By Chris Lane
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By Aaron Reiss
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There are plenty of ways to take an interest in old roses. You can zero in on them botanically, or you can fit their stories into the history of your favorite place, or you can simply appreciate the way they act in the landscape. All these approaches have their proponents -- have had, in fact, almost since old roses were new.
But my own attraction to old roses -- and the act of rustling -- began more in the spirit of plunder. Searching out, digging up, rooting, trading or otherwise taking plants is closely related to thrift-shopping and junking, two sports I play passionately.
I picked Texas for my old rose pilgrimage because Texas is where the art of rustling was invented. The original Texas Rose Rustlers went deep into the province of old ladies, cut a wide swath around the fussiness and classification of the rose world, and found adventure.
At a cafe on the way to the Antique Rose Emporium in Independence, I fell into a greasy reverie -- fried eggs, white toast, home fries, bacon and all that good bad food -- while watching a grizzled short-order cook who had a Marlboro hanging from the corner of her mouth. Two waitresses lounged at opposite ends of the counter. At the tables, people were integrated: half and half, black and white. The pace was slow, verging on tropical.
Back on the road, the heat came at me in a cloud. Crossing the Washington County line took me into a very old part of Texas, the actual headquarters of the Republic during the ten years (1836-1846) when Texas was its own little nation. They were exciting years, and Texans are not about to forget them. Washington County is full of old buildings done up as stores for tourists, merchants selling ducks with ribbons around their necks, historic cheese graters and constipation remedies left behind by ordinary people of long ago. Restorations are everywhere.
The Antique Rose Emporium (A.R.E.) has four historically correct log cabins on its five-acre grounds, each of them covered with climbing roses, which clamber aggressively into windows, up telephone poles and over arches. In between the roses are meadows, ponds, winding stone pathways and perennial beds, all oversized and run-down on purpose. It looks as if some very energetic but slightly wild Texan of the Republican period had gone crazy at the local nursery and then died, leaving all his plantings to naturalize however they pleased.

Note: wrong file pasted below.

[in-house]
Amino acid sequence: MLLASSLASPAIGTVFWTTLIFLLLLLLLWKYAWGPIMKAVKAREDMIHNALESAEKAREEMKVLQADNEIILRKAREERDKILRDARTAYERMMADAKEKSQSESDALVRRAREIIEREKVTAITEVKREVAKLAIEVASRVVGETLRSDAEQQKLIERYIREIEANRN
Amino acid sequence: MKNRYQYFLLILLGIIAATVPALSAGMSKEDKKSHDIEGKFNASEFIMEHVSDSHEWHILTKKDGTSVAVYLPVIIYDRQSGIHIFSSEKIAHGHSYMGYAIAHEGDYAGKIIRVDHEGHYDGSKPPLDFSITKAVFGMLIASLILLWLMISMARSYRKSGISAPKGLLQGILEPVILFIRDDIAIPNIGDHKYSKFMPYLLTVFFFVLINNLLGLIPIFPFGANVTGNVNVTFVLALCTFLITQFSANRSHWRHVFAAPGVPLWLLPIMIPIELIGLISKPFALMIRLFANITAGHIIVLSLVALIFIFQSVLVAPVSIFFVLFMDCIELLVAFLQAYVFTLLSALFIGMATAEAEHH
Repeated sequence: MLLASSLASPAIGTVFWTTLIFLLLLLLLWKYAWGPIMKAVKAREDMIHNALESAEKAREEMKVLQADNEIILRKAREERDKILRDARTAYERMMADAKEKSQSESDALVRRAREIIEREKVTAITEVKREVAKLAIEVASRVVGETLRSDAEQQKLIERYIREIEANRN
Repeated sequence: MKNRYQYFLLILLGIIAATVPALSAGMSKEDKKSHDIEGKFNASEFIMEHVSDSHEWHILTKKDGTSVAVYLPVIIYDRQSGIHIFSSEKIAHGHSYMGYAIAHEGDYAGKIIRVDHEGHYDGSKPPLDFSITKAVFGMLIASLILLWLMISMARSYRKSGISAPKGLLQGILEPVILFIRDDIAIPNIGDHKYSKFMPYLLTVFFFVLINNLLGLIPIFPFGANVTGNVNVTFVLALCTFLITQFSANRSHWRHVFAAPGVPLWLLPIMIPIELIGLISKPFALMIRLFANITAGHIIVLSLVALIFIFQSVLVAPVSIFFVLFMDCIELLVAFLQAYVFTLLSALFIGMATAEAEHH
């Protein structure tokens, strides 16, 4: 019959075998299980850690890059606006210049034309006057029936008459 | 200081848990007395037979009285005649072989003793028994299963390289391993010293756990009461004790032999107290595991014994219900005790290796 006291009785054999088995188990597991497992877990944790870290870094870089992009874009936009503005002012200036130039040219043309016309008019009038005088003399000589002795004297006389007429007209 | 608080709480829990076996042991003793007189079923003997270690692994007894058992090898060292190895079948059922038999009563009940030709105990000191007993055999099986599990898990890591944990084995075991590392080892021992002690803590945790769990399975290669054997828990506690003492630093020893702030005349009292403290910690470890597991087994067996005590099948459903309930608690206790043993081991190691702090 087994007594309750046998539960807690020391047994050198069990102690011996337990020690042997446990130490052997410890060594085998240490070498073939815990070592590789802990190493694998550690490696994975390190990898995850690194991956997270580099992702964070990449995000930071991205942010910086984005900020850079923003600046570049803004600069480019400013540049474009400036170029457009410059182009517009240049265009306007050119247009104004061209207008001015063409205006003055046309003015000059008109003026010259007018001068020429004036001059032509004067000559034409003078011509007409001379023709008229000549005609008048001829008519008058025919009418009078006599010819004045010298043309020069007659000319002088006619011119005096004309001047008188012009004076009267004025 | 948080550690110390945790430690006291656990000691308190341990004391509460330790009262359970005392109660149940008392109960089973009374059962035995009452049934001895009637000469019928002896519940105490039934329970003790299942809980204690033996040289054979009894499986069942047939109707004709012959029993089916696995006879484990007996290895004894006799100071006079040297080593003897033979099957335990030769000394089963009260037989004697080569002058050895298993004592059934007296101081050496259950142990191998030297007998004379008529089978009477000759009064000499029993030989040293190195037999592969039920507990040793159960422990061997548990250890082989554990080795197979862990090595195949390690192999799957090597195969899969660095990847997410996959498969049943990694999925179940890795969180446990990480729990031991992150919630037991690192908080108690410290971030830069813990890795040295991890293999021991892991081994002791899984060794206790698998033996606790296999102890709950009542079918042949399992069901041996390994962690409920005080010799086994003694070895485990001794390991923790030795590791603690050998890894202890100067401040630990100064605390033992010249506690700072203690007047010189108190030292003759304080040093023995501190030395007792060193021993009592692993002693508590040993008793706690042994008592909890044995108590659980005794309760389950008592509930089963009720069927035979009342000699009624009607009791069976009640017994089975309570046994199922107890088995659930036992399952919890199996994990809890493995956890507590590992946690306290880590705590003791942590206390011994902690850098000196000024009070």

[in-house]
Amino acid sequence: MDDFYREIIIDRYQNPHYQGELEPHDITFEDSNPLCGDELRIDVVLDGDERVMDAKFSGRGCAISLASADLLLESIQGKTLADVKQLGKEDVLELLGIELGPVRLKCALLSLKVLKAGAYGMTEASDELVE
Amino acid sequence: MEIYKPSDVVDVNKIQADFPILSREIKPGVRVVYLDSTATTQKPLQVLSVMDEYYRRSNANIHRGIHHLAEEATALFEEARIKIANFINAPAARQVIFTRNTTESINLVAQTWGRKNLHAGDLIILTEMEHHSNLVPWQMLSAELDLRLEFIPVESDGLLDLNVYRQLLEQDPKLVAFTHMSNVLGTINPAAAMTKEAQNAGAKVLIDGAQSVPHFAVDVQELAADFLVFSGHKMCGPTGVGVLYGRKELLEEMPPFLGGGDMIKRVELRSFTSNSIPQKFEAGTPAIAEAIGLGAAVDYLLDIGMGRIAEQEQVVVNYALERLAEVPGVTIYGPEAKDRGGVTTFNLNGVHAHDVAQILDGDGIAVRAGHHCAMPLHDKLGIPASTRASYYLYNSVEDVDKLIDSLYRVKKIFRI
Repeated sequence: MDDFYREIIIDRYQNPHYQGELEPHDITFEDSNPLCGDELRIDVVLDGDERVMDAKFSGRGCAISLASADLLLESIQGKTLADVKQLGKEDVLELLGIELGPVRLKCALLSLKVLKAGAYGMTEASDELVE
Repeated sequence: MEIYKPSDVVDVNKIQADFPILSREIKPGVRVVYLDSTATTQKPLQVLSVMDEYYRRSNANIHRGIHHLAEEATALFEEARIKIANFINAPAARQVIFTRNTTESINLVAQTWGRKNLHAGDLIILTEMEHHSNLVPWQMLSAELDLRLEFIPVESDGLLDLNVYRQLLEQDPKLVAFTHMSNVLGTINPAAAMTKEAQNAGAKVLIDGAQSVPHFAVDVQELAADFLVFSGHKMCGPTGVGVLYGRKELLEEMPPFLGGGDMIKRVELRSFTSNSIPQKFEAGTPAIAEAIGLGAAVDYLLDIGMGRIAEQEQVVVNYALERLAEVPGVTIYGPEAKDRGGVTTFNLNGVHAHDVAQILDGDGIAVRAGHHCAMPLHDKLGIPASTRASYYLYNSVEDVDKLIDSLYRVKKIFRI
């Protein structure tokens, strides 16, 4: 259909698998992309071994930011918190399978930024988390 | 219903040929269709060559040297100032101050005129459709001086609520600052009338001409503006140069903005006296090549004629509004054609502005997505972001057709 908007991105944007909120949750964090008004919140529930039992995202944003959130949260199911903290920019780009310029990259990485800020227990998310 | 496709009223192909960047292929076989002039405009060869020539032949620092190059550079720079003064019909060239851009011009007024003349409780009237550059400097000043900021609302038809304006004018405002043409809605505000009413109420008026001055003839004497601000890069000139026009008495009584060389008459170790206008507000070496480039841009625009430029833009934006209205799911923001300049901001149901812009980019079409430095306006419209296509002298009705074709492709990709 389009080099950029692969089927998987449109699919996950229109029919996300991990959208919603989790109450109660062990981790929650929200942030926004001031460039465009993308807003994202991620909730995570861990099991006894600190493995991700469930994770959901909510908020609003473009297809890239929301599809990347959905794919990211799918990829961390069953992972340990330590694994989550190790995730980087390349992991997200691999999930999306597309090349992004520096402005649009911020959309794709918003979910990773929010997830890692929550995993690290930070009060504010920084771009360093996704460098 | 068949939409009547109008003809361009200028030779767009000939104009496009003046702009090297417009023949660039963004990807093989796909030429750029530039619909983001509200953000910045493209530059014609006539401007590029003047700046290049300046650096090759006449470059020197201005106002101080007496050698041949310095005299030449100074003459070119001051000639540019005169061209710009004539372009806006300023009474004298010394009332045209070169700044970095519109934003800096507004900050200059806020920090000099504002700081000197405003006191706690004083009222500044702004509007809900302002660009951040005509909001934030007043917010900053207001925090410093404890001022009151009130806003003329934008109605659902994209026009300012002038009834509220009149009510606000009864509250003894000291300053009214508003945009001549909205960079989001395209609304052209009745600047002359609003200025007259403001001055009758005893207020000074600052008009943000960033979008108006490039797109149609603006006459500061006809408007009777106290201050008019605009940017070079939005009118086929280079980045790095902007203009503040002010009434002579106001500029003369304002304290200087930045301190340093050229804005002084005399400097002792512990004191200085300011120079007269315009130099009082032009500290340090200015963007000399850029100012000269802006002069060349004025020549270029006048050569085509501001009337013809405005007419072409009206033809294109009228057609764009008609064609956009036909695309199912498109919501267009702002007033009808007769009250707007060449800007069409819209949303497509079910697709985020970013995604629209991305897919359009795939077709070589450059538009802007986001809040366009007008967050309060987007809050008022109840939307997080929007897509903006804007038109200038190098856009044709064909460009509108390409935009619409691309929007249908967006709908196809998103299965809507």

The fact that what you see here you can grow at home is what has made Mike Shoup and his Antique Rose Emporium such a success. The established old rose breeders have been mailing catalogs to the initiated for decades, but if you don't already know roses inside and out, getting through the botanical descriptions and pen-and-ink drawings can be intimidating. So Mike Shoup set up his empire as a place where neophytes could find guidance. Every rose in his vast display gardens has at least a paragraph of simple information attached to it, and each narrow flagstone path leads to a sort of rose diorama. The A.R.E. catalog is full of color photographs and how-to. Best of all, no matter how stunning the rose, Mike won't carry it if it's temperamental.
The approach works. The A.R.E. is currently the country's largest grower of "own root" roses -- ungrafted old garden roses are generally thought to be more authentic. His staff -- which once consisted of himself, his wife and a propagation expert -- now numbers 30, all of whom stand ready to answer questions, no matter how stupid.
All this leaves Mike little time for rustling roses -- unless a TV crew is on hand to record him doing it. Still, he never seems to mind the open-ended discussions of roses into which he's dragged almost daily. To him, talking roses is no more strenuous than gossiping about an eccentric relative. (Like most old rose people, he sees the flowers as almost human. "I have favorites," he told me, "but it wouldn't be fair to the others if I named them.") And then there's always the chance someone will know a rose he hasn't met yet. His best sources, he told me, are older people he encounters on the A.R.E. pathways, lost in memory.
"What it is, is the vehicle of fragrance," Mike said. "Our older customers are really keyed in by it. We find them with tears welling up in their eyes. They tell me, 'I haven't smelled that smell since I was a small child, running in my grandpa's yard.' "
As Mike and I walked through the acres of roses, I tried to find a scent that moved me. No ghosts rose from my memory, but I was struck by the way fragrances curled out onto the paths and drew me in. Nothing smelled sweet and flowery, but there were notes of lemon, apple and even what I later found out was the smell of fresh tea leaves. At one point, a very French, very overpowering smell almost made me dizzy. I can only describe it as boudoir.